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Reply to Mike Zwick

Mike Zwick mezwick at ucdavis.edu
Thu Apr 28 15:06:50 EST 1994

In article <2poo23$9ji at canopus.cc.umanitoba.ca>, xia at cc.umanitoba.ca (Xuhua
Xia) wrote:

> The trick here is that the phage may not be able to carry on DNA
> replication and instead may take the lysogenic pathway. In this case
> all the head and tail proteins synthesized would simply represent a
> burden on the bacterial host. This burden will reduce the fitness of
> the phage because its fitness in a lysogenic cycle depends on the fitness 
> of its host). If the host is burdened, it will replicate slower, so will
> the phage DNA.
I am not arguing the biology of the situation, only your assertion that a
certain optimality model gives a sole prediction for a biological system. 
Clearly one can change parameter values or change the model and get very
different predictions.  It seems more likely to me that the true history of
phage genetics is one where people did experiments first and made an
optimally model afterwards.  It seems unlikely that they made the model

> This represents a  misconception of optimality models, i.e.
> optimality models assume optimality without constraints. In fact, the
> appropriate use of optimality models always depends on one's ability
> to identify the constraints. What does Mike mean by "optimum phenotype"?
> There is no optimum phenotype without specifying constraints. If you
> have to define such an optimum phenotype, then it is one that can 
> increase the fitness of its underlying genotype at an infinitely large
> rate. Neither natural selection nor optimality models requires such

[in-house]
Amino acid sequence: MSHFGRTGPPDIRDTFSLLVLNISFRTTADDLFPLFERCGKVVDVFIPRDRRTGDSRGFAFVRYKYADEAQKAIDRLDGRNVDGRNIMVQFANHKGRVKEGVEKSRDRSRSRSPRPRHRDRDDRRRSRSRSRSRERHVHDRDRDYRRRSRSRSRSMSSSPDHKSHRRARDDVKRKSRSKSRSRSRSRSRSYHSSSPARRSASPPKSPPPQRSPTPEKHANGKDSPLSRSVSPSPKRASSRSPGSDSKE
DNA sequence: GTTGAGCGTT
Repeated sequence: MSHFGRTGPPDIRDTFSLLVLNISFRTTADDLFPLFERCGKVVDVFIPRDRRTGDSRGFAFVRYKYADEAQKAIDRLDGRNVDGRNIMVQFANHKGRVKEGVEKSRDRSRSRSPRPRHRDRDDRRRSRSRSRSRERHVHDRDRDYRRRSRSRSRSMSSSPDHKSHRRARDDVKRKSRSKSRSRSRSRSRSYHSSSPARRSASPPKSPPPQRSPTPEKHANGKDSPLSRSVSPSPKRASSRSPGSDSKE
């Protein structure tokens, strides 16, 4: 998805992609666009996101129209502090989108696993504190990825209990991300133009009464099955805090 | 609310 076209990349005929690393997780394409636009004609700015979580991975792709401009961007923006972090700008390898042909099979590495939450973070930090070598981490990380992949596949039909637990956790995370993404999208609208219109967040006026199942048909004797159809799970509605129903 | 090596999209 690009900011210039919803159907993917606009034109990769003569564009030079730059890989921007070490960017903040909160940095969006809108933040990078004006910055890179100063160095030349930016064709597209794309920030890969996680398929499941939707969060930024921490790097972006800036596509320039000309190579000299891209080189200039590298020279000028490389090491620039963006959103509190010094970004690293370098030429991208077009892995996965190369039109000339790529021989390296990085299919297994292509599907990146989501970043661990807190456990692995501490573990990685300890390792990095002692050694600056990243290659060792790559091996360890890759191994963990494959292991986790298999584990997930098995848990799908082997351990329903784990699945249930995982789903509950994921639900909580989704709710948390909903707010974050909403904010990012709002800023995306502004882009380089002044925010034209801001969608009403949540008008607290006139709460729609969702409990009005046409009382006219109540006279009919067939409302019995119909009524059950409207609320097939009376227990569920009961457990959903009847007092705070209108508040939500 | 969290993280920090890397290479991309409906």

> an optimum phenotype to work.

I was not refering to constraints (linkage, developmental, genetic
variation etc.), which can be included in a model(albet w/difficulty and
often are not).  Rather I was refering to the underlying assumption of
optimality models that the "optimum phenotype" can be reached prior to the
optimum phenotype itself changing.  Clearly, in temporally and spatially
varying selection scenaros, there may be optimum that are predicted
(correctly) by the model, but the population never reaches the optimum
because the environment is changing more rapidly (i.e. due to rapid change
of parameter values).  It is not clear what use an optimality model may be
in these situations.

> Xuhua Xia
> University of Manitoba
> xia at ccu.umanitoba.ca
> >-- 
> >mike zwick
> >mezwick at ucdavis.edu
> >Department of Ecology and Evolution
> >Center for Population Biology
> -- 
> Xuhua Xia
> University of Manitoba
> xia at ccu.umanitoba.ca

mike zwick
mezwick at ucdavis.edu
Department of Ecology and Evolution
Center for Population Biology

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